Ukraine moves to send convicts to the front line — minus the rapists and killers

Those convicted of particularly serious crimes, and some categories of corrupt officials, will not be allowed to choose the front over a jail cell.

May 9, 2024 - 00:36
Ukraine moves to send convicts to the front line — minus the rapists and killers

KYIV — In an attempt to bolster troop ranks, the Ukrainian parliament on Wednesday passed a bill on the voluntary mobilization of convicts for the country’s war with Russia.

However, those who committed serious crimes including murder, rape, terrorism, dealing drugs and treason, will be ineligible to trade their jail terms for the defense of their country.

So, what’s in it for the convicts? If they decide to mobilize, local courts may grant them conditional early release in exchange for their military service, on the basis of a contract.

Thereafter, they will be returned to prison only if they commit another crime before the end of their service; they must also serve until Kyiv announces demobilization.

After weeks of pressure from civil society, parliament ruled that MPs and some top government officials who have committed crimes would be ineligible to have their sentences commuted, Ukrainian MP Yaroslav Zheleznyak said in a Telegram post from the parliament on Wednesday.

Other prisoners, as long as they weren’t convicted of a serious crime, face one condition — no more than three years may remain before the end of their sentences. Requests to be allowed to fight in exchange for freedom must be approved by the courts.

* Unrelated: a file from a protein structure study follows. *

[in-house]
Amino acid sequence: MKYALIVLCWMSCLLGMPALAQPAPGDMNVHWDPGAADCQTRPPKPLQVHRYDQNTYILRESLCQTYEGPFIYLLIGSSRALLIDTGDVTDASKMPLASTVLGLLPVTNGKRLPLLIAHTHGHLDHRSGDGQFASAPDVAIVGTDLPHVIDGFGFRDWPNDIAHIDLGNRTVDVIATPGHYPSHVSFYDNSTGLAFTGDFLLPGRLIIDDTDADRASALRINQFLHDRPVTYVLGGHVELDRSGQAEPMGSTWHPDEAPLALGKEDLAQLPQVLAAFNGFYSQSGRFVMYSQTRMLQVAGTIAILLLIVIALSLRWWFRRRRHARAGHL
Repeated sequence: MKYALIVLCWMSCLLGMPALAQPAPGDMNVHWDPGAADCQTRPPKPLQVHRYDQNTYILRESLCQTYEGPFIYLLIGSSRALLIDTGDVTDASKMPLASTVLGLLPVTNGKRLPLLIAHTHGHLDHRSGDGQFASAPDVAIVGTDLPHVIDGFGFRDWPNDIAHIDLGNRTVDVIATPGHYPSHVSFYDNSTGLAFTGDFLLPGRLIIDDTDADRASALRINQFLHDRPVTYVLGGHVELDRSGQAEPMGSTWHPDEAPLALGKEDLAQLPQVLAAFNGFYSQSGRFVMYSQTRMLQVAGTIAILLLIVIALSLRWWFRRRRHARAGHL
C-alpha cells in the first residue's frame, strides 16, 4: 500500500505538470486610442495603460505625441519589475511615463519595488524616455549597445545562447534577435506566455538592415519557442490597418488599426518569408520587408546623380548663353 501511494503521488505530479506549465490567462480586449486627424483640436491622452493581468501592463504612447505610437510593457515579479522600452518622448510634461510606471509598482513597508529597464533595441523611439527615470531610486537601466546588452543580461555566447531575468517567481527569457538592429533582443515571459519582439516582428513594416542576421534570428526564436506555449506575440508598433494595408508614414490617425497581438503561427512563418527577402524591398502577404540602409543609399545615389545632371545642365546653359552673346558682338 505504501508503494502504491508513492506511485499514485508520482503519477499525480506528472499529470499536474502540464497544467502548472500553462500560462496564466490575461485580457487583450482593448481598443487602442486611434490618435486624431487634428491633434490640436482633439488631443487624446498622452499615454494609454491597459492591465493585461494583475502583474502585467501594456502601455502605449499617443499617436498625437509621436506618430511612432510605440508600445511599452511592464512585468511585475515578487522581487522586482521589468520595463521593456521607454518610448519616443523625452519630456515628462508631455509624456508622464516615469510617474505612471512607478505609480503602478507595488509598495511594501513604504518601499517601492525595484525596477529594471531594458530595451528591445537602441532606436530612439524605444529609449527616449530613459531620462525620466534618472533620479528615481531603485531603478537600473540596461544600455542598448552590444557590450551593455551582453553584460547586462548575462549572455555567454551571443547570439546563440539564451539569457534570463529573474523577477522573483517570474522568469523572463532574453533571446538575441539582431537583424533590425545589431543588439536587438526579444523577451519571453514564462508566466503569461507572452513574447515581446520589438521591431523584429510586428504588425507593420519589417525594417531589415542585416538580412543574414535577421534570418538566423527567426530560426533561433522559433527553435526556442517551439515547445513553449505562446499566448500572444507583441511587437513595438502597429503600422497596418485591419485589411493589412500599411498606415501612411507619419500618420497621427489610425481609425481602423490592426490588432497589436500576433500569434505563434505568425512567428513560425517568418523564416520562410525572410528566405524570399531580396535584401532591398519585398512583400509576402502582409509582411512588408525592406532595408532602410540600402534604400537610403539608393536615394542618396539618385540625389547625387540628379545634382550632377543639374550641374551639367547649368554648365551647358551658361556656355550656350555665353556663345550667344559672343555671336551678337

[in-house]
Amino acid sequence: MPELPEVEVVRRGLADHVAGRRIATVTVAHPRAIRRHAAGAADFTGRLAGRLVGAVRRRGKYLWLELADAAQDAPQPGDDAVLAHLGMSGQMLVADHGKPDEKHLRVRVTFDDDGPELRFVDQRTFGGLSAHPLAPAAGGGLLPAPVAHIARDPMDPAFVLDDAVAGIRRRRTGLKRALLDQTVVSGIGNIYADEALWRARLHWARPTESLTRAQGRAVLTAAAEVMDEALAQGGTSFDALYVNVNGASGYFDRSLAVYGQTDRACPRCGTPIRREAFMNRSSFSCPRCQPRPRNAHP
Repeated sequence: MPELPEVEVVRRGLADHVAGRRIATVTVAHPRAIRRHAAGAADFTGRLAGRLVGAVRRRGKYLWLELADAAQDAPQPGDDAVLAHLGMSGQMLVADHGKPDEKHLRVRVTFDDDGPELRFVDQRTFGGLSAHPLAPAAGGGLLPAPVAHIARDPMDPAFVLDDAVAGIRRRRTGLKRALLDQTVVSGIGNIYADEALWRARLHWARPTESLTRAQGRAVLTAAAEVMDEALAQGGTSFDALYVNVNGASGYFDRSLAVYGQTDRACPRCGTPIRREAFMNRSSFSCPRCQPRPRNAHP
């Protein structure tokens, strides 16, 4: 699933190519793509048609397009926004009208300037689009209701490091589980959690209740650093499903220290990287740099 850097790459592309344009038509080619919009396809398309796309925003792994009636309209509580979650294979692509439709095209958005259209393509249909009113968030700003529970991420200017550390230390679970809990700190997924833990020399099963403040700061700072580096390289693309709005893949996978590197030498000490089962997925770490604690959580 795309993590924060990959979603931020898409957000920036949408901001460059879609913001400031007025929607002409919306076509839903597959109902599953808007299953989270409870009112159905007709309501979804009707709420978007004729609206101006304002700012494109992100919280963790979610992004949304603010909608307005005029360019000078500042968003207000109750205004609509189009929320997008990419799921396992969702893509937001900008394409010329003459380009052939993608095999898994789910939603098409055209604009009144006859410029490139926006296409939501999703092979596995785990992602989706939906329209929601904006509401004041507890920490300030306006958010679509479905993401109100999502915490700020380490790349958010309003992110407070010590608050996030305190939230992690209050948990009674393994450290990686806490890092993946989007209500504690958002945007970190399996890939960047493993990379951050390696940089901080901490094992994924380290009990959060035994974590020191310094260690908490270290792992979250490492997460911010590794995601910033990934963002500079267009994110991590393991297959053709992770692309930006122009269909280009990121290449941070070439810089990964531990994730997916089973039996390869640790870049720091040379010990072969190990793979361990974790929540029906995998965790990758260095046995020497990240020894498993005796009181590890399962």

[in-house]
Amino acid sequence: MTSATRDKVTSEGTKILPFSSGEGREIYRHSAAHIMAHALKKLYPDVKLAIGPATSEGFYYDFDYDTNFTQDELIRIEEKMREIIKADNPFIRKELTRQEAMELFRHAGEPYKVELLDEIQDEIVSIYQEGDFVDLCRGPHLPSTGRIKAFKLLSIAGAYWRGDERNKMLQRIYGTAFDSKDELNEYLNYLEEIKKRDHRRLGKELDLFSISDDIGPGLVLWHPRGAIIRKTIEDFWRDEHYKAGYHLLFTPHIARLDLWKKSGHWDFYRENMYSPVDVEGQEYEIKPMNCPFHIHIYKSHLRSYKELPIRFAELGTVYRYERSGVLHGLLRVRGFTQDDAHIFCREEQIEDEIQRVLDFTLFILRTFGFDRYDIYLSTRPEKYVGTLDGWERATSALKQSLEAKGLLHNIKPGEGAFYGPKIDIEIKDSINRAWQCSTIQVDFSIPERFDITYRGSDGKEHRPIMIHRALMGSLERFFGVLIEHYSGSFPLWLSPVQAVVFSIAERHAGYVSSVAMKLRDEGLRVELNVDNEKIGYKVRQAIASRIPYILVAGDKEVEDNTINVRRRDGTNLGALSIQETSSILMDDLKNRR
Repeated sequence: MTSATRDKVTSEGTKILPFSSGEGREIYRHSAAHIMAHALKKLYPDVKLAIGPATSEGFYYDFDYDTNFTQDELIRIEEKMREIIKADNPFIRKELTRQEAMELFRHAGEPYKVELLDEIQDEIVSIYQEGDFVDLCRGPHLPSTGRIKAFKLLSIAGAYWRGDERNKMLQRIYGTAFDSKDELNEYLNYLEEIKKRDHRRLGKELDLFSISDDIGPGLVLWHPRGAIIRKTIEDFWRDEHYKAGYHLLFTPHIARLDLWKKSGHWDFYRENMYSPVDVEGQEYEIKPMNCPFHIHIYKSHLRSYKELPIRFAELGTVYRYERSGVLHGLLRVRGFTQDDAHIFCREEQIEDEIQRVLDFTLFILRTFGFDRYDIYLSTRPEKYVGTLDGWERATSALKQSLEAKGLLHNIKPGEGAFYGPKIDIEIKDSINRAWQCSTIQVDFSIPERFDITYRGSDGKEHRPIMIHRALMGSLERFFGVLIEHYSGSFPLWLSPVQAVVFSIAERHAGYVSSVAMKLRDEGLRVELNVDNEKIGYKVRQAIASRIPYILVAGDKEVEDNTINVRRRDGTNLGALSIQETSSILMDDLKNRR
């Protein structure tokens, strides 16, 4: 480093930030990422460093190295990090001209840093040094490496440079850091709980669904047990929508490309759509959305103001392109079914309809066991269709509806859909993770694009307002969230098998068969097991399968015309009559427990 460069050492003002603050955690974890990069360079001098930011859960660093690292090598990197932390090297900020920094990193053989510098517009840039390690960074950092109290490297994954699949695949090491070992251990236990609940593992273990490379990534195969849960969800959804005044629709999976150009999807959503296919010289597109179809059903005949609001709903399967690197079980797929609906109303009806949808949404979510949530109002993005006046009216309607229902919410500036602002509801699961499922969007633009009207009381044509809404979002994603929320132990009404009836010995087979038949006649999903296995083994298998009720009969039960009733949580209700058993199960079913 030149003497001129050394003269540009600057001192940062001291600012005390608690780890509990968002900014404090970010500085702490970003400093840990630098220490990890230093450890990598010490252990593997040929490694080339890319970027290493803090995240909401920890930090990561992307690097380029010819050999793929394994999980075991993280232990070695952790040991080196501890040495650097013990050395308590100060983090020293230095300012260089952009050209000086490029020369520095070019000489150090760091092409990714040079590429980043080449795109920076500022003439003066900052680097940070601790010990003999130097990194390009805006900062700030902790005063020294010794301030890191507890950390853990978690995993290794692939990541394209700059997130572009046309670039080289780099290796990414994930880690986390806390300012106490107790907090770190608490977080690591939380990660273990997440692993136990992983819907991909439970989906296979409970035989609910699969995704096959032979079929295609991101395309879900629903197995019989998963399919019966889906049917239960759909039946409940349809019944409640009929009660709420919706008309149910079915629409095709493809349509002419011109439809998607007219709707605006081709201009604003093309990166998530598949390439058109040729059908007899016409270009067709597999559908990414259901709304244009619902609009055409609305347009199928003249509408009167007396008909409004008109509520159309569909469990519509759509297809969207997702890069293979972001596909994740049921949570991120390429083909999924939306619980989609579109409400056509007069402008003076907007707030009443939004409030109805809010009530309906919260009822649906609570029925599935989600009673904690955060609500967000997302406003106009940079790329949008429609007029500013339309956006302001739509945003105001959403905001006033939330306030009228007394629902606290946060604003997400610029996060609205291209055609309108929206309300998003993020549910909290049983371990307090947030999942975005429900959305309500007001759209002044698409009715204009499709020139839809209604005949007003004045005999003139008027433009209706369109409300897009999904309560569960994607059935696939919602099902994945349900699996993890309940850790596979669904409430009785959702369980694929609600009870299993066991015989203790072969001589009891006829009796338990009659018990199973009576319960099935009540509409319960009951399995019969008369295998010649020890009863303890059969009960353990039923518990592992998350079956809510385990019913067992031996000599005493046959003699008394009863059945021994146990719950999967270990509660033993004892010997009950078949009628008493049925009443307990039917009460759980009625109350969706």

The Anti-Corruption Action Center, a Kyiv-based watchdog, called the vote “a victory with a bitter taste,” given that not all types of corrupt officials were excluded from the law’s provisions.

“The list [of those excluded] does not include officials of the President’s Office, heads of state-owned enterprises, investigators, prosecutors and judges. Thus, part of the work of anti-corruption bodies in previous years may go under the cat’s tail [be in vain],” the watchdog said in a statement.

“After all, many judges, prosecutors and other officials convicted of corruption are already serving their sentences, [and] will now be able to use this mechanism and get out of prison.”

Desperate for recruits after a six-month delay in declaring mobilization, Ukraine’s MPs took a page straight from the book of Russia’s Wagner Group mercenary force — which also allows convicts to reduce their jail terms through military service.

The lawmakers hope a regulated, voluntary process will allow Kyiv to mobilize up to 10,000 convicts for the war. President Volodymyr Zelenskyy must sign the bill before it can take effect.

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